Benefits of sustainable landscapes for city parks
Tim Selke, park services manager for the city of Carlsbad Parks Department, said it was about two years ago when the city really started being more deliberate in its move toward sustainability. That decision, according to Selke, was “driven by a desire from the community and feedback from community members.”
The city issued an amendment to its integrated pest management plan called “organics first” that stated organics should be the first approach.
“We’ve not banned the use of chemicals, but we moved them to the far end of the spectrum,” he said.
However, Carlsbad has not had the need to use any Roundup or products containing glyphosate in parks, medians or parkways.
“Our goal was to minimize and reduce chemicals in the environment so we utilize organic products first, but if there is an infestation, we have the ability still to use the other,” he said.
Selke explained a lot of the organic herbicides are strong acids that burn the leaves off the plant, and without leaves, it lessens the weed’s ability to grow.
“There are challenges with this approach,” Selke admits. “It takes more—we have to do a few applications versus one with Roundup and it’s a little more expensive, but the general consensus is the benefits of reducing chemicals is superior to the extra cost.”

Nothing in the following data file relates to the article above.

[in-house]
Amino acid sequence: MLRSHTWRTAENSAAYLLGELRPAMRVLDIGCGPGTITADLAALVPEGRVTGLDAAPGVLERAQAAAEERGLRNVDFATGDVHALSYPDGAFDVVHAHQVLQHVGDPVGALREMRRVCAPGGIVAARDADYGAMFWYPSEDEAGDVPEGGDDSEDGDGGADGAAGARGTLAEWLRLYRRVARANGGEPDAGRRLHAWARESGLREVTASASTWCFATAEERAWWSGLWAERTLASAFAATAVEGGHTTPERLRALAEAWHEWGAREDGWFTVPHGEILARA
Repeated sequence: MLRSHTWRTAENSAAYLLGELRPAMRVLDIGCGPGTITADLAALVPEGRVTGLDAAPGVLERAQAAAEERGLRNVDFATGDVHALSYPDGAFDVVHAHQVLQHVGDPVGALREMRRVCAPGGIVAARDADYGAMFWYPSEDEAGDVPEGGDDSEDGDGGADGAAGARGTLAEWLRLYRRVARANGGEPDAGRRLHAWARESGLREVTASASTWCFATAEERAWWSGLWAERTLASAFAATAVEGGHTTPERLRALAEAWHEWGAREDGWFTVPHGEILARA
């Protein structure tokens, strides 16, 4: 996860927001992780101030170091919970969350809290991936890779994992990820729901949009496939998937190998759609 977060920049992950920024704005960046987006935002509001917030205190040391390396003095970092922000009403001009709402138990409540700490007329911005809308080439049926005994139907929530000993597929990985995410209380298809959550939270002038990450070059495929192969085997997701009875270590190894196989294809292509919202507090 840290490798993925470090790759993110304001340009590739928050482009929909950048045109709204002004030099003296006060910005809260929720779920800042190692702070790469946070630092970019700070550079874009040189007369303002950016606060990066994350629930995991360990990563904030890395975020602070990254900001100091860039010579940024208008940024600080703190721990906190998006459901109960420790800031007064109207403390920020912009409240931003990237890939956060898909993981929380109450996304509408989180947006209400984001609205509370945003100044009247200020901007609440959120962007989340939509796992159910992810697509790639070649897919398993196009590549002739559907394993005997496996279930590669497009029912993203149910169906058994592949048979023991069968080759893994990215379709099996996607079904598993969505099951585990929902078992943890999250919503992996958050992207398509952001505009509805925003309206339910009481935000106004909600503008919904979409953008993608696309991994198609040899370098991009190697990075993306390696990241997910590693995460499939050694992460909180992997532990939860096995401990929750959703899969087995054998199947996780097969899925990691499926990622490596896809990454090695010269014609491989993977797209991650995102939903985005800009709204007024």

He said his department has played around with it and learned much better results could be accomplished when a weed was treated very young. Carlsbad’s landscape maintenance work is predominately done by contractors, and the city made the organics first requirement part of the bid specifications.
While the door was left open for workers to test this change and go back if they felt a need, Selke said, “There’s no desire to and no real need, so we’ll continue with the plan and it’ll be our standard.”
Other sustainable measures Carlsbad parks have taken include more string trimming, 3-inch layers of mulch in the planter beds to minimize weed growth and not over-watering.
The city has a couple of dozen parks, which entail a little over 1,000 acres of landscape to maintain. Despite the challenges mentioned, Selke highly recommends going the sustainable route.
“This is a trend of more cities and counties moving in that direction. I definitely don’t see a shift backward,” he said. “This is the direction a lot of folks are headed.”
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